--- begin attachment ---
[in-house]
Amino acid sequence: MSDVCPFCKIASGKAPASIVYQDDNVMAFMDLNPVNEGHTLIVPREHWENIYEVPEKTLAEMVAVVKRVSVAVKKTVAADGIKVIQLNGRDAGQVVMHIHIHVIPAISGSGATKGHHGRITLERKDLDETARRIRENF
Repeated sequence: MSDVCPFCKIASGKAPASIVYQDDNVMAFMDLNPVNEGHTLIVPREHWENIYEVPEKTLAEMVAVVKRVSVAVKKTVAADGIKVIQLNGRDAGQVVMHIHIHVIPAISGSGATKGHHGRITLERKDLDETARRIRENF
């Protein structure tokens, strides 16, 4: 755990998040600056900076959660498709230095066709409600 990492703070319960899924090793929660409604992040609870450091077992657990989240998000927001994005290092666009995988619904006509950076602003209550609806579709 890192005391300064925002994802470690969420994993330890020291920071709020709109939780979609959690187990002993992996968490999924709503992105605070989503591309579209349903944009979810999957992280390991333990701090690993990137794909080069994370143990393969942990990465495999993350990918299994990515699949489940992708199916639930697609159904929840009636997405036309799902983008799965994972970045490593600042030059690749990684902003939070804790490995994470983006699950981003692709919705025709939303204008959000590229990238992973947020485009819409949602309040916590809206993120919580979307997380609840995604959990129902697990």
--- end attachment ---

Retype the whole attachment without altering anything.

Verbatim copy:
[in-house]
Amino acid sequence: MSDVCPFCKIASGKAPASIVYQDDNVMAFMDLNPVNEGHTLIVPREHWENIYEVPEKTLAEMVAVVKRVSVAVKKTVAADGIKVIQLNGRDAGQVVMHIHIHVIPAISGSGATKGHHGRITLERKDLDETARRIRENF
Repeated sequence: MSDVCPFCKIASGKAPASIVYQDDNVMAFMDLNPVNEGHTLIVPREHWENIYEVPEKTLAEMVAVVKRVSVAVKKTVAADGIKVIQLNGRDAGQVVMHIHIHVIPAISGSGATKGHHGRITLERKDLDETARRIRENF
């Protein structure tokens, strides 16, 4: 755990998040600056900076959660498709230095066709409600 990492703070319960899924090793929660409604992040609870450091077992657990989240998000927001994005290092666009995988619904006509950076602003209550609806579709 890192005391300064925002994802470690969420994993330890020291920071709020709109939780979609959690187990002993992996968490999924709503992105605070989503591309579209349903944009979810999957992280390991333990701090690993990137794909080069994370143990393969942990990465495999993350990918299994990515699949489940992708199916639930697609159904929840009636997405036309799902983008799965994972970045490593600042030059690749990684902003939070804790490995994470983006699950981003692709919705025709939303204008959000590229990238992973947020485009819409949602309040916590809206993120919580979307997380609840995604959990129902697990």